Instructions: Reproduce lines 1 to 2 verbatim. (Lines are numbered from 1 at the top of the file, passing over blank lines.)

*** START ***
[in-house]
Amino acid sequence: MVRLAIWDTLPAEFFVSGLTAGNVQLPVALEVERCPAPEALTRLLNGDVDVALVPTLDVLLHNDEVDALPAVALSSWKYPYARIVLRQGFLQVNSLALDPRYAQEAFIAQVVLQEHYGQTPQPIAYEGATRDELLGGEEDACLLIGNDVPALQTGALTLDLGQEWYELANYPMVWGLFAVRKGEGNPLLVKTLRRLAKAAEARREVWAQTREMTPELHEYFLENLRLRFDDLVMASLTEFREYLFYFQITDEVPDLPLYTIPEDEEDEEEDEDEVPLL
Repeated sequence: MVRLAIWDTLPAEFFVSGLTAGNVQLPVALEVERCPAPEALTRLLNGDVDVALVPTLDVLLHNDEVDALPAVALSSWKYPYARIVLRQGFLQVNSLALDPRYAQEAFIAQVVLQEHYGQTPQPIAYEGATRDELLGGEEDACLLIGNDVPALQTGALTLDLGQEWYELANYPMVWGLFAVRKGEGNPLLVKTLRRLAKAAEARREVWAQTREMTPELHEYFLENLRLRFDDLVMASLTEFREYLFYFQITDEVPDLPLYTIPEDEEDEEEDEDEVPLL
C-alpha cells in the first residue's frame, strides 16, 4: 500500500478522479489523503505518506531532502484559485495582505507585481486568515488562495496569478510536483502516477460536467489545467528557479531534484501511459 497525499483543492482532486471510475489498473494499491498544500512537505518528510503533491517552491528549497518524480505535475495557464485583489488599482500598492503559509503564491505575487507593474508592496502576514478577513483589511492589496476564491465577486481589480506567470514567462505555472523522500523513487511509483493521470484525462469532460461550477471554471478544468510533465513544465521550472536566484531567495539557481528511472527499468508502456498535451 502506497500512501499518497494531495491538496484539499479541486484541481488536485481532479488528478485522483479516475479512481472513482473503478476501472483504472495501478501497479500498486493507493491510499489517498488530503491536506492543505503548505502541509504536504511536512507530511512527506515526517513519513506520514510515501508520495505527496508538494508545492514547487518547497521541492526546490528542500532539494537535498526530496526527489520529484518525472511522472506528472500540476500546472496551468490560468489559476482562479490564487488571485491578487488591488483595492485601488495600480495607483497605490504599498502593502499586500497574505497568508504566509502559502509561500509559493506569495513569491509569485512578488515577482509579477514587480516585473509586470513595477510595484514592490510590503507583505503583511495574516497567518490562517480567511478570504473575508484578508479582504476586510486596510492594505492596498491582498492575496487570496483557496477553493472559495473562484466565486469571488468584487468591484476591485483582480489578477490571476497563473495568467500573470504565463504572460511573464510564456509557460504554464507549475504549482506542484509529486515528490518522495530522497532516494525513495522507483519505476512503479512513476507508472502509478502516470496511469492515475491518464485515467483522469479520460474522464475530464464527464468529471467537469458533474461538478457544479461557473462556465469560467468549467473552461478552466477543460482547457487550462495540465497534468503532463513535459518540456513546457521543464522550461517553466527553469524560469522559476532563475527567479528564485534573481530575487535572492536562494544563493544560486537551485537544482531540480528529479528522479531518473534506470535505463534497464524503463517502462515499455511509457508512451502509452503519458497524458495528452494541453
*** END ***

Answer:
[in-house]
Amino acid sequence: MVRLAIWDTLPAEFFVSGLTAGNVQLPVALEVERCPAPEALTRLLNGDVDVALVPTLDVLLHNDEVDALPAVALSSWKYPYARIVLRQGFLQVNSLALDPRYAQEAFIAQVVLQEHYGQTPQPIAYEGATRDELLGGEEDACLLIGNDVPALQTGALTLDLGQEWYELANYPMVWGLFAVRKGEGNPLLVKTLRRLAKAAEARREVWAQTREMTPELHEYFLENLRLRFDDLVMASLTEFREYLFYFQITDEVPDLPLYTIPEDEEDEEEDEDEVPLL